Australia has a bunch of airports right on the coast within a short walk of beautiful beaches. I covered a few of them in the article on the 22 Best Beach Airports of Australia but not all of them could make it in that short list. These 10 airports definitely deserve a mention and maybe a landing if you are in the neighborhood.
The airports are found from Rainbow beach in southern Queensland right down to Mallacoota just over the Victorian border, covering a distance of around 1400 km or 870 miles. The list runs from north to south to make it a bit easier to follow.
Some of these airports (6 of 10) were built or requisitioned by the Australian Airforce as landing zones and refueling points for aircraft patrolling the east coast for Japanese Submarines during WW2. The Japanese managed to sink 48 ships in Australian waters, and would have sunk a lot more if it wasn’t for the patrols.
Let’s jump right into the list.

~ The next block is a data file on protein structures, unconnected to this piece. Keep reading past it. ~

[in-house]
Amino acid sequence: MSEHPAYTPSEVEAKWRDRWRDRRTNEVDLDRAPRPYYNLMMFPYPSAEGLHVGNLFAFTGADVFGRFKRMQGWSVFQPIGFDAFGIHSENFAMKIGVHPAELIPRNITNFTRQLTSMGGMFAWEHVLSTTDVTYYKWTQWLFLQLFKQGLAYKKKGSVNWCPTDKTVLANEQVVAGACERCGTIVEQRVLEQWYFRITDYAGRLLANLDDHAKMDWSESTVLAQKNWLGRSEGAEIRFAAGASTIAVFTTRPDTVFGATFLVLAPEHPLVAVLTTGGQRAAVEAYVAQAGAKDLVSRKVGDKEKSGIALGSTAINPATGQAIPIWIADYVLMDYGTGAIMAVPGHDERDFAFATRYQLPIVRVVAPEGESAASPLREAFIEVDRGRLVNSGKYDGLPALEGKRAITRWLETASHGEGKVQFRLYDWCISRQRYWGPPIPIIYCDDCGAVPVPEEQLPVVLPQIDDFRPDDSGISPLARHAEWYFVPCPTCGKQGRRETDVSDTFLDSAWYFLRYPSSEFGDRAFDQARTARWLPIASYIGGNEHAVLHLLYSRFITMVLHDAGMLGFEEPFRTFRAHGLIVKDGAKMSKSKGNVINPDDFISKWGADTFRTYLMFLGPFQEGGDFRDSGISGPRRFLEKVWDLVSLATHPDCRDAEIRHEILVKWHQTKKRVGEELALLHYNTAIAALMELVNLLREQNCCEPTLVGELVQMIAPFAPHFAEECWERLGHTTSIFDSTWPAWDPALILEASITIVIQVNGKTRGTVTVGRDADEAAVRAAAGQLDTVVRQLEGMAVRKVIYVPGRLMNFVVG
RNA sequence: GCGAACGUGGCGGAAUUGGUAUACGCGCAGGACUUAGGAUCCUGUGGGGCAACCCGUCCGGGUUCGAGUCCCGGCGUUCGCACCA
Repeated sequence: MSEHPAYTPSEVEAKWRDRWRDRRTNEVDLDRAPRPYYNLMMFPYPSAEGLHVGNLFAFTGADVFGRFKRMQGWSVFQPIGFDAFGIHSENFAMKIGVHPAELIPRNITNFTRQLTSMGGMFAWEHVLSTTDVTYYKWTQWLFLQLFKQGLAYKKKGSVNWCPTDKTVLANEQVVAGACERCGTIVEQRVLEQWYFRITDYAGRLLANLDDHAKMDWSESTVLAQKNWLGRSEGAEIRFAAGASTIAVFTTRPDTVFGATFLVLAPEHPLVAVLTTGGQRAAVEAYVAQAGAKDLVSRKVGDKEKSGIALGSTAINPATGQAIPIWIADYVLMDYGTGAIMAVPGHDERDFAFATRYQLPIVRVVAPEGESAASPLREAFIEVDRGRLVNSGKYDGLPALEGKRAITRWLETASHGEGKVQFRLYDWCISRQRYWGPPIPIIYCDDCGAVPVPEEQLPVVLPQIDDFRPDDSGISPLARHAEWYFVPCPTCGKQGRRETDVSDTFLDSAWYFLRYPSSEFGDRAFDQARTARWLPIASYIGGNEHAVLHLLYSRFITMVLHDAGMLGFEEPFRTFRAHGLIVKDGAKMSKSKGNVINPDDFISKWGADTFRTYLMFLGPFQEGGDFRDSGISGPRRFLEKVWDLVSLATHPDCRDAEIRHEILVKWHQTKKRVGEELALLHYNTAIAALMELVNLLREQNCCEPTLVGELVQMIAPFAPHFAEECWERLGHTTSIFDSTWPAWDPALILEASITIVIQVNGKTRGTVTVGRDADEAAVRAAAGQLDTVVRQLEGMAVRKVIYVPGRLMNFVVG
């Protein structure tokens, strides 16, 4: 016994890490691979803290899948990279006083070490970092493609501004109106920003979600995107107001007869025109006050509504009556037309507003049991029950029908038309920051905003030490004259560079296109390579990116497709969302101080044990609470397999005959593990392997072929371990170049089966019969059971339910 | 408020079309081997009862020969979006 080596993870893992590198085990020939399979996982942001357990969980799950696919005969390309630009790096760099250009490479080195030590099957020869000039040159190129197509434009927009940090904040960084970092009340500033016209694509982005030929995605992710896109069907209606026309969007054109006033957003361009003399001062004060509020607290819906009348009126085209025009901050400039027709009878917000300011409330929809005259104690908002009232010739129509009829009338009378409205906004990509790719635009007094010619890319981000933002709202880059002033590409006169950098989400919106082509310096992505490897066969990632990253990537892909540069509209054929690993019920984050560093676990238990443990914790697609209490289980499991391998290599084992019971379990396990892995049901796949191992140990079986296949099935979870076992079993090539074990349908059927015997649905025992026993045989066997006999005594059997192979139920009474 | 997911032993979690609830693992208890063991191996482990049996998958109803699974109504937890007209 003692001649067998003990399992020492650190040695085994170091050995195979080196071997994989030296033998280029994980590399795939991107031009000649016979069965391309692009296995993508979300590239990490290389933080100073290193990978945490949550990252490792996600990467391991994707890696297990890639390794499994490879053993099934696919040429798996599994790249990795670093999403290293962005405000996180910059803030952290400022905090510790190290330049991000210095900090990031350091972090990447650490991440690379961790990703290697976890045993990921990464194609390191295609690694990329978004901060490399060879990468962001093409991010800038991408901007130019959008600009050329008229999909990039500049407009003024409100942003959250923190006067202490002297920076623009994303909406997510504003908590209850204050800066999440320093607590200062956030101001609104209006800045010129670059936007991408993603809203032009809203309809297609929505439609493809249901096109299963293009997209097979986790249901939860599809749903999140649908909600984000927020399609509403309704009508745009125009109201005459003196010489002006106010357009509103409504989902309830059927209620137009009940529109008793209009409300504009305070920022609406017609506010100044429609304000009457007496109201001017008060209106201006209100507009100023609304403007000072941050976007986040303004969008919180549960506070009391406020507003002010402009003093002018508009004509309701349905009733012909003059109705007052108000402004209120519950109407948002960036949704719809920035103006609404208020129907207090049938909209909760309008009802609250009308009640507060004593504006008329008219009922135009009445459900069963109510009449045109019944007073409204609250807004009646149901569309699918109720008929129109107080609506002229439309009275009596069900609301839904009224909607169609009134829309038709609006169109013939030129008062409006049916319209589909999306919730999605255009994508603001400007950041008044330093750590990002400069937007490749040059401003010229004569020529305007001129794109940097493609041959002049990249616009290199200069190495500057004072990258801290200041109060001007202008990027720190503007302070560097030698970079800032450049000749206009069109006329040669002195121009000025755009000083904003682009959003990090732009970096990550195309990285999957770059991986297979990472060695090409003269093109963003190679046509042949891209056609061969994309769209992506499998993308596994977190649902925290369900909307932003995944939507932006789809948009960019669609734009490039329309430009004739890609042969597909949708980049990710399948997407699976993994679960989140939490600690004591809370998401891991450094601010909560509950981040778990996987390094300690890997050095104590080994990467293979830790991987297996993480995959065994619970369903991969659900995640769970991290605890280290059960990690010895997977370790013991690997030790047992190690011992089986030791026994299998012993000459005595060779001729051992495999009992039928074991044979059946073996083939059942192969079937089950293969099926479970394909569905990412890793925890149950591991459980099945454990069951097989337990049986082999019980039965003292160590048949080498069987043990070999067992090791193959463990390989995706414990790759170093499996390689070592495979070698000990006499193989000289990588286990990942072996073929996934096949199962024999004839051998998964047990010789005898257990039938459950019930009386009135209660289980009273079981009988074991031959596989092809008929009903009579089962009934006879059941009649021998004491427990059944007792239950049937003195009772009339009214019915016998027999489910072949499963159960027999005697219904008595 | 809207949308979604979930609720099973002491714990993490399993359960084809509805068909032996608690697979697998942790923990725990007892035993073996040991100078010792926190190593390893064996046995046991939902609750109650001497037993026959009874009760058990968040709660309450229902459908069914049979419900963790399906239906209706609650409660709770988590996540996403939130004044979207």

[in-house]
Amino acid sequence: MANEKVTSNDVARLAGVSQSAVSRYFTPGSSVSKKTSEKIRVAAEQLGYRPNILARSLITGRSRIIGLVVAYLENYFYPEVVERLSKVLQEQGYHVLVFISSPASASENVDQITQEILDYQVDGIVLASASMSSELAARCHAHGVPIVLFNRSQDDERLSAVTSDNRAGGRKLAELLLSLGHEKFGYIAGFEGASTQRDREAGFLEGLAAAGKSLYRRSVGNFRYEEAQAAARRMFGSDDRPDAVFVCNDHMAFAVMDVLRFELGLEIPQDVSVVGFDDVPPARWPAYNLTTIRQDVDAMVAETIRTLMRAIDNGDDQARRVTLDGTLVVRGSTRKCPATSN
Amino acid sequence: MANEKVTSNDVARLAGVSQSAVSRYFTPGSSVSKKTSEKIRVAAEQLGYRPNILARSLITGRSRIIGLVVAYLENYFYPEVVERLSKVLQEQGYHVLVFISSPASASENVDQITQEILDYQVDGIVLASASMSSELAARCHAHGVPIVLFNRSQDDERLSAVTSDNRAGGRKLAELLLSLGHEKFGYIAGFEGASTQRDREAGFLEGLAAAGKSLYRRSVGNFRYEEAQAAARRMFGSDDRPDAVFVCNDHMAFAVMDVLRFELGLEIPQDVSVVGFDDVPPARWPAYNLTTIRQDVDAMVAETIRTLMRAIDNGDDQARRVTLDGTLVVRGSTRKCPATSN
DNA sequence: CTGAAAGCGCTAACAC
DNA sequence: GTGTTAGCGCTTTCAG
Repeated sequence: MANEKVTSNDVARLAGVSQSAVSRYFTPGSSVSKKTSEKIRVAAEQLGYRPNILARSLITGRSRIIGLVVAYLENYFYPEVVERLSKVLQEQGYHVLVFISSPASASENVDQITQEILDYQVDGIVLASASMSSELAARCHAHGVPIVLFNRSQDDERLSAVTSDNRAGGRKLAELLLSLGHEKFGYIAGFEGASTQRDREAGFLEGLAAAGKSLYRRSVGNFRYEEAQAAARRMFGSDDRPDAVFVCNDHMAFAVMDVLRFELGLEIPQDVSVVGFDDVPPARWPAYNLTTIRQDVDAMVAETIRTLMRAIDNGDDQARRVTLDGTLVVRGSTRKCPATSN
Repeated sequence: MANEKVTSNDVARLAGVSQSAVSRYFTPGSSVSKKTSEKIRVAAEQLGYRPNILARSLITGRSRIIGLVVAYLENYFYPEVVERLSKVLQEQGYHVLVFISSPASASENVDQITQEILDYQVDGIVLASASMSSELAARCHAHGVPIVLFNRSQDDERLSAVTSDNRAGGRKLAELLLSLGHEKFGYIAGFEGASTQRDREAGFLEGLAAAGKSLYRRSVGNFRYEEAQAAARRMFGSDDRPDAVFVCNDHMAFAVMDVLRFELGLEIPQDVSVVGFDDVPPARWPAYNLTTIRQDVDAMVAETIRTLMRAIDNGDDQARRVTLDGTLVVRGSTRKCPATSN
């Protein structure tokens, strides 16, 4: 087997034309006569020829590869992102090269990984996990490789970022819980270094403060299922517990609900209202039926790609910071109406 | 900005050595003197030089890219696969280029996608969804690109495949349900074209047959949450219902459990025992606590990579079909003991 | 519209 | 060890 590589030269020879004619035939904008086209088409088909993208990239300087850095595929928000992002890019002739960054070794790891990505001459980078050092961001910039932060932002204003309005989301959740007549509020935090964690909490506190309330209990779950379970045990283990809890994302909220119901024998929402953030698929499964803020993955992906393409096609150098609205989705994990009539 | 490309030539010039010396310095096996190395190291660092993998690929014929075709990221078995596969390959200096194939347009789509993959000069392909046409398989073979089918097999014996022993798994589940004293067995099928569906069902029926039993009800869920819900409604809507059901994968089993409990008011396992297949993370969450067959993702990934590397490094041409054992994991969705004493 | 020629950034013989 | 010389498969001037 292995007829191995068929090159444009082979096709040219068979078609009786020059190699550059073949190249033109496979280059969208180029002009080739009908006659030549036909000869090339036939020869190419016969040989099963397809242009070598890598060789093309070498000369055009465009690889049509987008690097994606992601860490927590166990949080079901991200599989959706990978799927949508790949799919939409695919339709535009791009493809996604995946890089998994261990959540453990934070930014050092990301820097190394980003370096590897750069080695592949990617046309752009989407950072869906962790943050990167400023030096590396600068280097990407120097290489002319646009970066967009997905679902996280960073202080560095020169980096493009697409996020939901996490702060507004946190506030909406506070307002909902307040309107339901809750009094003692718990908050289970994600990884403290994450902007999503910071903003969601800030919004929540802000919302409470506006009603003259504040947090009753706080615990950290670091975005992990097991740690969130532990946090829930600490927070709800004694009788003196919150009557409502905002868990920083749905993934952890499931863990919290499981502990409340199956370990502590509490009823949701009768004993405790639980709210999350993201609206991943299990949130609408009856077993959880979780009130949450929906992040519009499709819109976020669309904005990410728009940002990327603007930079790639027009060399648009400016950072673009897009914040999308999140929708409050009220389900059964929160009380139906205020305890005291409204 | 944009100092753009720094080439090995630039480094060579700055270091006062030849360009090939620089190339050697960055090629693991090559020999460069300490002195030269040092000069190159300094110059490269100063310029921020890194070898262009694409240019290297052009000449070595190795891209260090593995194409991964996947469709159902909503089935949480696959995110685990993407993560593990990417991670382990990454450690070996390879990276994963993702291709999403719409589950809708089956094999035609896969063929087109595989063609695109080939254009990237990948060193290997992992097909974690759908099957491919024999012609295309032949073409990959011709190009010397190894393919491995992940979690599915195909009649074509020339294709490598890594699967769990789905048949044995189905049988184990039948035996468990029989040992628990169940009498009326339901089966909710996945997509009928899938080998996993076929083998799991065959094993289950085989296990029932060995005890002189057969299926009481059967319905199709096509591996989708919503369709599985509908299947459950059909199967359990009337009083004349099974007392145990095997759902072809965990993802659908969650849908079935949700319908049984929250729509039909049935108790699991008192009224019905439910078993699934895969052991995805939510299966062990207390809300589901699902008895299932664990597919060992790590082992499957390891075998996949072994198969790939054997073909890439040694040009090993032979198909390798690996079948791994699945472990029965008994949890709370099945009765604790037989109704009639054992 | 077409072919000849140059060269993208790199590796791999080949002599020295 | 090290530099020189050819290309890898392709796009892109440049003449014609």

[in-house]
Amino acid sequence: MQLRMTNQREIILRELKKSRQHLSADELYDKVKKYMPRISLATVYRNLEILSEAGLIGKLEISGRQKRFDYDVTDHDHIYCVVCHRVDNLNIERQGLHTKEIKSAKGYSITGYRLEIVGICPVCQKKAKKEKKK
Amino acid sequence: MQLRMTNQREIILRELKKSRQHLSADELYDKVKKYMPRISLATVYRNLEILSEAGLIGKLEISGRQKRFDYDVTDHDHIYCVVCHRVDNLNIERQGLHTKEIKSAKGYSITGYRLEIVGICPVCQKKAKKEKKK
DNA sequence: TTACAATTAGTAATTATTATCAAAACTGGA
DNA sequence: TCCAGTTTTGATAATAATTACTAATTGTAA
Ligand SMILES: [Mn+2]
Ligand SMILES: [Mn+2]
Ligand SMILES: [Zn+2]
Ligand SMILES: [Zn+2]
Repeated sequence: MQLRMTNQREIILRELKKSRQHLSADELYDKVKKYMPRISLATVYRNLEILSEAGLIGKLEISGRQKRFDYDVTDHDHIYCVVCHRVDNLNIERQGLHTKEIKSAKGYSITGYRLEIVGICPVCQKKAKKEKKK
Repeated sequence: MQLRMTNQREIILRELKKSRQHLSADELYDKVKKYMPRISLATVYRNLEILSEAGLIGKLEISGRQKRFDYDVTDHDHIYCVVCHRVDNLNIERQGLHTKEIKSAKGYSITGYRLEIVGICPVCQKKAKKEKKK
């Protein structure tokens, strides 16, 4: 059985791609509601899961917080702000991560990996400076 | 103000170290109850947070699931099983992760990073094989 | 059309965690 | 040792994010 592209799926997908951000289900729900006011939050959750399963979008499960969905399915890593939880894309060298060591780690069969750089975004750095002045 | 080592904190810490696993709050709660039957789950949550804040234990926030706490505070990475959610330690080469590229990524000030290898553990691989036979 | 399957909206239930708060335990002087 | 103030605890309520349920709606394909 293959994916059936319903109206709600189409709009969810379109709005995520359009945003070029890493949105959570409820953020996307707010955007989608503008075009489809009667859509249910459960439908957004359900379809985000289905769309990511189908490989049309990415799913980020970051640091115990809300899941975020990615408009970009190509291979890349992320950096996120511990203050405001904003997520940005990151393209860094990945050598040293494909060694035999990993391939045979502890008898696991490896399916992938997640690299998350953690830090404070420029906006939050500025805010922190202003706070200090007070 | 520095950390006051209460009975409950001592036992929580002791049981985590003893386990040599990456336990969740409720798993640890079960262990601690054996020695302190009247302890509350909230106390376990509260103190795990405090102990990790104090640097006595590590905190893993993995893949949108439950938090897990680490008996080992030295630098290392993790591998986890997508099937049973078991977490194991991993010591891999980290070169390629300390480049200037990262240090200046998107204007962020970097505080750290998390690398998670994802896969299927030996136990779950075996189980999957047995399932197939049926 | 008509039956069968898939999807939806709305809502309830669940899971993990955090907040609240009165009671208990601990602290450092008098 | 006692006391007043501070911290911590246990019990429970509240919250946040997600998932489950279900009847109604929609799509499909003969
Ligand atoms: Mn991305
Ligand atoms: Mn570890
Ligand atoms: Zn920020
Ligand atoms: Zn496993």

Rainbow beach Airstrip doesn’t have any war history but it sure is in a nice location just south of UNESCO listed Fraser Island. The airstrip itself is located 6 km north of the chilled-out town of Rainbow beach, 175 km north of Brisbane. From here many 4WD adventurers either head down into the Great Sandy National Park or take the nearby Inskip barge to Fraser island.
The Airstrip is a 970 m grass/sand strip and is home to Rainbow Beach Helicopters who do scenic flights around Fraser Island. There is also some local Gyroplane activity.
I didn´t manage to find any other information about this airstrip. It is marked in the Bundaberg VNC as a private airstrip but there is nothing in the ERSA about it. There was supposed to have been an aircraft accident there in 2013 but I did not find reference to it in the ATSB Accident database.
From the airstrip, it is a 550 m walk to lovely remote beaches that are frequented by horse riders from the local Rainbow Beach Riding stable.
Teewah Airstrip is located 10 km northwest of the affluent and beautiful town of Noosa Heads. It is our first WW2 airport built buy the Australian Airforce in the late 1930s. It is quite easy to recognize these old military landing sites due to the multiple runways which minimized cross wind landings as well as made them easier to see from the air.